we are informed by what seems reliable authority, that the Dominican Republic on the Island of San Domingo has been overthrown by a force introduced there by subjects of Spain who proceeded thither from the Island of Cuba. And on authority equally probable we are informed that the Government of Her Catholic Majesty has been speedily proclaimed on the subversion of the republic, and that this proclamation is maintained by a very large detachment of the Spanish army stationed in the West Indies. [P. 268.]

By direction of the President, I have called the attention of the minister plenipotentiary of Her Catholic Majesty at this place to these very extraordinary facts and asked for an explanation thereof. You are furnished with a copy of that communication and also with a copy of Mr. Tassara's reply. He having promised to communicate farther after consulting his Government, the President awaits that communication before taking any decisive measure concerning the transaction. You are authorized and instructed to call the attention of the Spanish Government to the subject, and in such manner as you can adopt without impropriety, urge the necessity of a prompt and satisfactory explanation. For this purpose you are authorized to say that the President will regard any attempt of Her Catholic Majesty's Government to retain the territory of the late Dominican Republic as a matter claiming very serious attention on the part of the Government of the United States. [P. 269.] The United States have a traditional policy in regard to the islands of Cuba and Porto Rico, which are dependencies of Spain. In view of the propinquity of those islands to our own coast, the United States have felt it their right and duty to watch them and prevent their falling into the hands of an inimical power. They have constantly indulged the belief that they might hope at some

'MS., Notes to the Spanish Legation, vol. ví, p. 203.

day to acquire those islands by just and lawful means, with the consent of their sovereign. In the meantime the United States have believed it to be most conducive to their present and ulterior safety and interests that Cuba and Porto Rico remain in the possession and ownership of Spain. [P. 268.]

Although there have been times when a disposition to deviate from this policy has been manifested by some parties, yet it has nevertheless been persevered in with great fidelity on the part of the Government. The President is satisfied of the wisdom of this course and is well inclined to adhere to it as steadily as any of his predecessors. [P. 268.]

But it must be borne in mind that this forbearance on our part has always proceeded on the ground that Spain is not an aggressive Power, and that she is content to leave the Spanish American independent States free from her intervention, and at liberty to regulate their own affairs and work out their own destiny. [P. 268.]2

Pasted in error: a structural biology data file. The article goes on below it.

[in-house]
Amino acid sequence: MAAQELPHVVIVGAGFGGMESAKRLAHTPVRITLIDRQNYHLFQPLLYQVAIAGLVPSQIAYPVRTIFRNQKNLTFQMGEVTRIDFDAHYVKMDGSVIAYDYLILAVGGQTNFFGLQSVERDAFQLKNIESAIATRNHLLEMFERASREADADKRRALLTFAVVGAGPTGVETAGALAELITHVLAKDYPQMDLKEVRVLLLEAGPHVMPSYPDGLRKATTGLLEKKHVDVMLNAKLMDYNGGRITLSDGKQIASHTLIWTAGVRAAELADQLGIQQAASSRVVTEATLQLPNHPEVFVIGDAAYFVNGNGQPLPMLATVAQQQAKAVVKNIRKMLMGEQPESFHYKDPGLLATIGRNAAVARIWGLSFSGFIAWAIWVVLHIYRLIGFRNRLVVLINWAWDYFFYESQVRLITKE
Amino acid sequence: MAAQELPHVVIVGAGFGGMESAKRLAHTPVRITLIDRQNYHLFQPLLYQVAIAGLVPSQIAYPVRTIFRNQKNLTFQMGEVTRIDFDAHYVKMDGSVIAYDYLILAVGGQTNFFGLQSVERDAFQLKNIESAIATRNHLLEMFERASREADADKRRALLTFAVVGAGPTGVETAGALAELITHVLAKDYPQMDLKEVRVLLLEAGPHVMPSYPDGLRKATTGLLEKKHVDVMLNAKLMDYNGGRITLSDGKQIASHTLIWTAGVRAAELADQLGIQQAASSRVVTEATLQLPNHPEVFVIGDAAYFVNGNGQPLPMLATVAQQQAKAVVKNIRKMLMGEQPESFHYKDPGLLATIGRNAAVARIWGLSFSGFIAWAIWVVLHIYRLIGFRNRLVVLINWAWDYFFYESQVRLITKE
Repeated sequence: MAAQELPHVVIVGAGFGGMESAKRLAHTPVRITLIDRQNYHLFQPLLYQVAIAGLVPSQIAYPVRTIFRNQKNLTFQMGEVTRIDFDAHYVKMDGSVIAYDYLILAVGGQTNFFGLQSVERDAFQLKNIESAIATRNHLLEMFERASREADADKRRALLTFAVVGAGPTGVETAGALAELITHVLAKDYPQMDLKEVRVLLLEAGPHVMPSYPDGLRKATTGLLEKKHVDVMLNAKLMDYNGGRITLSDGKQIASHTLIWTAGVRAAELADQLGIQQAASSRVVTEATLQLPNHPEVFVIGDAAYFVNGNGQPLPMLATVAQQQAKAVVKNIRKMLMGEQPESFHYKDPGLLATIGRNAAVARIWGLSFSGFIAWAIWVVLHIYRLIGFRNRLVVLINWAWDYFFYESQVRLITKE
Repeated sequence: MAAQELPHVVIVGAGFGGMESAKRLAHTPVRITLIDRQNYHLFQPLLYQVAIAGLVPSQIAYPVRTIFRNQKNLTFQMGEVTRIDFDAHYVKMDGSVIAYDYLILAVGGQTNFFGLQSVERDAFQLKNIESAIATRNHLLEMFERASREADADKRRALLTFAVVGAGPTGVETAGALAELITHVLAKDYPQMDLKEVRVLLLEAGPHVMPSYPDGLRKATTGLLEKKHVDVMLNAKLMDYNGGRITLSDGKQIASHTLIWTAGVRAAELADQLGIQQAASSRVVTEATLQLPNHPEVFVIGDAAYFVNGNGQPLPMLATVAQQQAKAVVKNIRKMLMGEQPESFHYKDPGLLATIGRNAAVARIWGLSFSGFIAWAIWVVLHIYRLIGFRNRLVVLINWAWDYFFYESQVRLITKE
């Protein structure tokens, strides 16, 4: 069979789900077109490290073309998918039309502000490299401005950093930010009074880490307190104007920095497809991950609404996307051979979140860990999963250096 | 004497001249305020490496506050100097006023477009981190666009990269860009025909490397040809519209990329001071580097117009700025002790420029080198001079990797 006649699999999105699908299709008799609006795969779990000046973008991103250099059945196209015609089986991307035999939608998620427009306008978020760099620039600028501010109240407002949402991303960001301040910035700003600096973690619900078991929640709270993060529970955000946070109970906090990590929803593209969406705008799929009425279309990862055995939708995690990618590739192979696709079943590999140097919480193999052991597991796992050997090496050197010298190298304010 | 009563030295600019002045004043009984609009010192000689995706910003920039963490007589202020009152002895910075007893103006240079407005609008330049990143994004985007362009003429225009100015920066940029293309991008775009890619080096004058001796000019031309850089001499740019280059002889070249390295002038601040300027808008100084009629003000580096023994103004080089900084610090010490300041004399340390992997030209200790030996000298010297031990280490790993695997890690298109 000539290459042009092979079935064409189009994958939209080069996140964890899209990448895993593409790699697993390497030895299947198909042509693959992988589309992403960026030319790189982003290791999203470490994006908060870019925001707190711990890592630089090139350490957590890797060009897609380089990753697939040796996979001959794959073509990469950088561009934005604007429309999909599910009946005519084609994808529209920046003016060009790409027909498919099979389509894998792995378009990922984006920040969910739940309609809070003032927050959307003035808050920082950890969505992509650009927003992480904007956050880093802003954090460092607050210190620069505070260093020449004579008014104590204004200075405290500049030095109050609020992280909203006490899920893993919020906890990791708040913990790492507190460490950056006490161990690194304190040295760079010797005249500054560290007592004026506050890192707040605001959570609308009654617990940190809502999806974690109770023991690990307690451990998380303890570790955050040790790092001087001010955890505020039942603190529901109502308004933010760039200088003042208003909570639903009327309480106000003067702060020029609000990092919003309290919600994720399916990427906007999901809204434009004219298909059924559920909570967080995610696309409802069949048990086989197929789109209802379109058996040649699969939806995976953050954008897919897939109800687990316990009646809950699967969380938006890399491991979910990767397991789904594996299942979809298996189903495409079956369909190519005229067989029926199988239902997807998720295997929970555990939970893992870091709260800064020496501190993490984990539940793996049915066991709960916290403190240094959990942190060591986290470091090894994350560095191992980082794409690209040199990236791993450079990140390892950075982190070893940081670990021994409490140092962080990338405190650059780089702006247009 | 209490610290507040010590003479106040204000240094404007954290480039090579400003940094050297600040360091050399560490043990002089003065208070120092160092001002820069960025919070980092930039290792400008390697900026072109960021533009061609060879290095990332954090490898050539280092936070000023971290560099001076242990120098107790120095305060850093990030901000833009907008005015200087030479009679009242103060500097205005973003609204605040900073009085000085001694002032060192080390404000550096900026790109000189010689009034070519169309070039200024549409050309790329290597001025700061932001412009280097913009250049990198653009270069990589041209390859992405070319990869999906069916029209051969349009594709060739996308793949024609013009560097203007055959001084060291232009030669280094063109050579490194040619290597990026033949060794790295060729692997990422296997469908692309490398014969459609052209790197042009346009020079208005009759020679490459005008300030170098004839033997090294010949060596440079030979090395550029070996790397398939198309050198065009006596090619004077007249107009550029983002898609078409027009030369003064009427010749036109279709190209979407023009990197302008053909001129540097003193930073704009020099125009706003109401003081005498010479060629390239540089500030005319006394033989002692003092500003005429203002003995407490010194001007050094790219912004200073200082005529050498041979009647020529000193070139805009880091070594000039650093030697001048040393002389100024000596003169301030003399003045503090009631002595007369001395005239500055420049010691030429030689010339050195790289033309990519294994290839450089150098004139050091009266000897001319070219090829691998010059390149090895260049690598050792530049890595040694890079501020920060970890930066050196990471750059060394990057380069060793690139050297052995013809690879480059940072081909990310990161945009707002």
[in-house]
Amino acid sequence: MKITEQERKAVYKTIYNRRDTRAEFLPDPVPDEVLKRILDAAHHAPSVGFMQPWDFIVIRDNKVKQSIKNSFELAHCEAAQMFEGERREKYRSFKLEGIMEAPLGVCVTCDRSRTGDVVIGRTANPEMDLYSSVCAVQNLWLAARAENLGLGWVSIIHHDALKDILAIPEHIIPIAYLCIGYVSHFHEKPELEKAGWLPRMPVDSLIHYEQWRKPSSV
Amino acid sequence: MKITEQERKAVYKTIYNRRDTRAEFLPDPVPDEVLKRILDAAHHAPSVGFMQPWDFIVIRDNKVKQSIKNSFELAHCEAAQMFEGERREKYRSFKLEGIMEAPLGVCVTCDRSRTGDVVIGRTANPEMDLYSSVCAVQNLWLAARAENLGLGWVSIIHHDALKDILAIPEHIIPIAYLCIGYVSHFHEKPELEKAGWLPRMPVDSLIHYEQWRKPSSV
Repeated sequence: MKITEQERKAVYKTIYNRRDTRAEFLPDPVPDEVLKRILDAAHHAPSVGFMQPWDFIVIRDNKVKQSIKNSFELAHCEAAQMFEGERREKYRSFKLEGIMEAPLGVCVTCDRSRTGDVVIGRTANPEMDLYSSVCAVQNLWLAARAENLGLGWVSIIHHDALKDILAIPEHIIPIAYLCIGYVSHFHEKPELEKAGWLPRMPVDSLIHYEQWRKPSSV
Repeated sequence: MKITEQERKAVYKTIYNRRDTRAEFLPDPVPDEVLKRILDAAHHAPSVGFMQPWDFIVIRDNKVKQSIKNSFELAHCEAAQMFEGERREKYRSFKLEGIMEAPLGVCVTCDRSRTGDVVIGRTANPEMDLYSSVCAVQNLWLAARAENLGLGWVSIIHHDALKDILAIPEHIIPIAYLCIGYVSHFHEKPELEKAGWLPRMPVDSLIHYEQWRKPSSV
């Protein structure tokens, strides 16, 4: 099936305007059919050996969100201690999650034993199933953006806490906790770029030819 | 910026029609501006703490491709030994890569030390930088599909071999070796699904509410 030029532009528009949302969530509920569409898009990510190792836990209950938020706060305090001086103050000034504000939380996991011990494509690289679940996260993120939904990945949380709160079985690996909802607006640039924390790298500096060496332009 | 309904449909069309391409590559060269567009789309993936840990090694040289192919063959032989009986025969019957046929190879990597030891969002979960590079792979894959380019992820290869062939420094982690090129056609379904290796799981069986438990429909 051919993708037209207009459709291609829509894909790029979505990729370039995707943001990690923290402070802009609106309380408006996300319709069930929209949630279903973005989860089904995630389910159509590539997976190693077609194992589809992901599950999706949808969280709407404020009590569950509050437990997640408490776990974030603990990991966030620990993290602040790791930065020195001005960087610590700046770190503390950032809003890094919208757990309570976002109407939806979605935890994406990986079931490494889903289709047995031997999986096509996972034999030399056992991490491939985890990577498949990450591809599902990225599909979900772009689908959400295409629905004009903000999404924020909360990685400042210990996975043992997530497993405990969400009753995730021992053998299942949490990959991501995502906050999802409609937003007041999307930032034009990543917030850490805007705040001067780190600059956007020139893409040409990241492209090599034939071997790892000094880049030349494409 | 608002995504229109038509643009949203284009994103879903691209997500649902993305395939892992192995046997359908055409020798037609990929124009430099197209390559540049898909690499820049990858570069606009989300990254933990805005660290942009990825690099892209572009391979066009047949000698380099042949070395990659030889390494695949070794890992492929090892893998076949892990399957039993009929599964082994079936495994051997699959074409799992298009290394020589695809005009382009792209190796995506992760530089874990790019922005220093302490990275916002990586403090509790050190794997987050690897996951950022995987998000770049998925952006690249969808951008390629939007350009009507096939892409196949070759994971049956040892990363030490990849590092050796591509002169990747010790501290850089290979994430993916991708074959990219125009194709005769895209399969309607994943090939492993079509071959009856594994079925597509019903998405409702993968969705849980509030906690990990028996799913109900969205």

On July 2, 1861, Mr. Schurz, our Minister to Spain (who with reference to Spain's action in Santo Domingo had already been instructed on June 7 to make a "protest against the assumption or exercise of Spanish authority in the island" and on June 22, to make such protest "in such a manner as to indicate our firm denial of the rightfulness of the annexation"—which protest Mr. Perry, Chargé at Madrid had been assured on May 21, 1861, that we should "expect to maintain ") was advised:

Mr. Tassara called upon me yesterday, and delivered to me, confidentially, a royal decree pronouncing the annexation of Dominica to Spain. Presuming that our protest against this act of the Spanish Government has been already made known in pursuance of previous instructions, this confidential communication of the form of the act itself does not seem to us to require any official proceeding on our part at the present moment. The subject in its various and complicated bearings will in due time receive the deliberate consideration of the Government."

In the war which subsequently broke out between the Spanish occupants and the people of the island, the United States "determined to maintain in regard to the conflict, just as in regard to all other foreign conflicts, the 'same neutrality' which it exacted of friendly nations in regard to its own civil war. The necessary steps were therefore taken for the enforcement of the neutrality laws."

The constant disturbances in Santo Domingo, led the Spanish Cortes to pass a bill on April 30, 1865, for the abandonment of the island.

From 1864 to 1866 war was carrying on between Spain and the Spanish American republics on the west coast of South America. So far as Peru was concerned it was surmised that Spain might enter

'MS., Instructions, Spain, vol. xv, pp. 268–269.

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Ibid., pp. 279–280; Moore, International Law Digest, vol. vi, p. 517. 'Moore, ibid.